Operators of venues admitting securities based on public distributed ledgers will have little use of the possibility to provide central custody services, as the idea of central custody in that context is of limited interest. Maintaining a settlement system appears more attractive: securities exchanges (article 26(b) FMIA) and MTFs cannot maintain accounts and perform settlement operations relating to trades executed on their platforms. These venues need to rely on a third party CSD or provide in their rules that settlement is performed bilaterally, between participants. 

Allowing DLT Trading Venues to operate a settlement system however comes with strings attached, as it means allowing the operator of the venue to maintain accounts and hold assets belonging to clients. To address the additional risks that providing settlement services creates, the proposed DLT Act gives the Federal Council the ability to impose additional requirements, including with respect to regulatory capital, risk management, liquidity and segregation requirements.

ii. Other FMIA-regulated venues

With respect to the DLT Trading Venue, the DLT Act would solve the question of the applicability of article 61 FMIA by recognizing that the venue can also act as a CSD. This particular solution is however unique in the proposed DLT Act, which raises the question of the applicability of the CSD rules to other venues regulated by FMIA. 

The first point to note in this respect is that the proposed DLT Act is not creating an exclusive regime, whereby only DLT Trading Venues would be authorized to admit DLT-based securities to trading. On the contrary, the proposed DLT Act is adding flexibility, by creating a type of venue intended to correspond to business models tailored for DLT. The lack of restriction on other types of venues is evidenced by the way the new license is framed. Under article 73a of the proposed DLT Act, DLT Trading Venues are multilateral venues that operate based on non-discretionary rules. Does it mean that DLT-based securities cannot be traded on bilateral venues or on venues operating based on discretionary rules? Surely not. Securities exchanges, MTFs and organized trading facilities (“OTFs“, article 42 FMIA) can also list or admit to trading tokenized securities.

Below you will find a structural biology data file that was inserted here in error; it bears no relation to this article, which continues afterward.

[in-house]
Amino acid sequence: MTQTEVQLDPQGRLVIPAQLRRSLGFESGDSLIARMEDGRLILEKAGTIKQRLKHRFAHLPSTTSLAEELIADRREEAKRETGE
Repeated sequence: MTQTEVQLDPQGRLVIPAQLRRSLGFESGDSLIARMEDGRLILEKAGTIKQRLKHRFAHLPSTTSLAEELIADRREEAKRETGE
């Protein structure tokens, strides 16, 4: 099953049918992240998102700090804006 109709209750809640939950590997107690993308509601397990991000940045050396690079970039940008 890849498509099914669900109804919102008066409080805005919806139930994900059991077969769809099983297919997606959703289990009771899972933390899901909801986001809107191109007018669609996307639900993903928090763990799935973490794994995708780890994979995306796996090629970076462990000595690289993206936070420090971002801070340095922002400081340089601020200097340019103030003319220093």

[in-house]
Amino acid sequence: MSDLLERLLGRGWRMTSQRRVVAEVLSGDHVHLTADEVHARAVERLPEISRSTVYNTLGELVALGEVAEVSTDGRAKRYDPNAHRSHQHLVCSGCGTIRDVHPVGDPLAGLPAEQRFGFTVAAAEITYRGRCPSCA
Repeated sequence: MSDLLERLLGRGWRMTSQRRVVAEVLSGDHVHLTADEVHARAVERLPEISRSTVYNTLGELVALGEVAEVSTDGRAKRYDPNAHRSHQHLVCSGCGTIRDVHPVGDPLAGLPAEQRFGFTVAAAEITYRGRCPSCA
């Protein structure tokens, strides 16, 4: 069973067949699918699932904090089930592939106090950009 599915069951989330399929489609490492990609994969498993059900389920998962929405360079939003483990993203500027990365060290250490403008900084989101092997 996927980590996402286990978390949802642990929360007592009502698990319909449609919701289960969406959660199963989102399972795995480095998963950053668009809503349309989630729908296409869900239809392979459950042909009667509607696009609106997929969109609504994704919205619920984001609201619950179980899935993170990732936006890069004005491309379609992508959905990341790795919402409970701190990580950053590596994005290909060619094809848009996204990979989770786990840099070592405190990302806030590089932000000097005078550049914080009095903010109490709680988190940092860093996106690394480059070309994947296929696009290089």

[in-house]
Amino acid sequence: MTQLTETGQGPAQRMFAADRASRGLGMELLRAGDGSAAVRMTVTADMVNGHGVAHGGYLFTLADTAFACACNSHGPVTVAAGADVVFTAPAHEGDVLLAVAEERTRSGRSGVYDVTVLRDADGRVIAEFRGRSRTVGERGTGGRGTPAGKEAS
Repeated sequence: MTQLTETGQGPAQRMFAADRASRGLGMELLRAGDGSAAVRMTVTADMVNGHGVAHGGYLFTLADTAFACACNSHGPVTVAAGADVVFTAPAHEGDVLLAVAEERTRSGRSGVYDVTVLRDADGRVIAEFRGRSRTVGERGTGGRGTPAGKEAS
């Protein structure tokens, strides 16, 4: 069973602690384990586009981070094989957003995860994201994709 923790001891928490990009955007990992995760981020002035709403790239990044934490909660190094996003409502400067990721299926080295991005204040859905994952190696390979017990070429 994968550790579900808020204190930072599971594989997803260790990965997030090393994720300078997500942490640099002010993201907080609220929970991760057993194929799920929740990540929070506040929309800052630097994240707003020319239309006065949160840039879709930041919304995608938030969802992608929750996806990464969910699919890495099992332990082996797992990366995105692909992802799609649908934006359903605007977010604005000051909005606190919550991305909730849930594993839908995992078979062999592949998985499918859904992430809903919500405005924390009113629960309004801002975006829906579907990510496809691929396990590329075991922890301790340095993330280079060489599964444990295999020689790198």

As discussed above, securities exchanges and MTFs cannot maintain accounts, and can therefore not perform custody or settlement operations. These venues are pure trading infrastructures, with no post-trade activity. There is no reason why they should be subject to the rules on CSDs. 

OTFs can operate differently. Article 43(1) FMIA provides that these systems can be operated by banks or securities firms, with access to the OTF being granted to clients who hold accounts with those entities. When two clients of a bank enter into a trade on the bank’s OTF, the bank will also organize the settlement of the trade. To the extent the OTF operator does so based on general terms that apply to those who trade on the OTF, one could argue that the settlement facility offered by the operator amounts to a settlement system. While the legal text of article 61 FMIA may lack the granularity to easily distinguish between what is a settlement system and what is simply executing trades between one’s clients, the intent of the legislator when adopting FMIA was clear. Operating an OTF is first and foremost an extension of traditional brokerage services, i.e. bringing together interests of clients to organize a trade. If the legislator had wanted to treat brokers engaging in those activities as CSDs, it would have said so and there would be dozens of CSDs today.

5) Conclusion

Even if CSDs were introduced as a type of regulated entity only when FMIA entered into force in 2016, they are already under threat of being outdated. Under these circumstances, one could have imagined that the applicability of the CSD regime would become less and less of a concern, especially in the DLT world, where centralization is generally frowned upon. Instead, the broad language of article 61 FMIA and the limited attention given to the rules on CSD in general contributed to the impression that CSDs could be more prevalent in DLT-based business models. As our analysis above shows, however, there are in reality very few situations where a CSD license could actually be required. 

Jacques Iffland (jacques.iffland@lenzstaehelin.com)
Ariel Ben Hattar (ariel.benhattar@lenzstaehelin.com)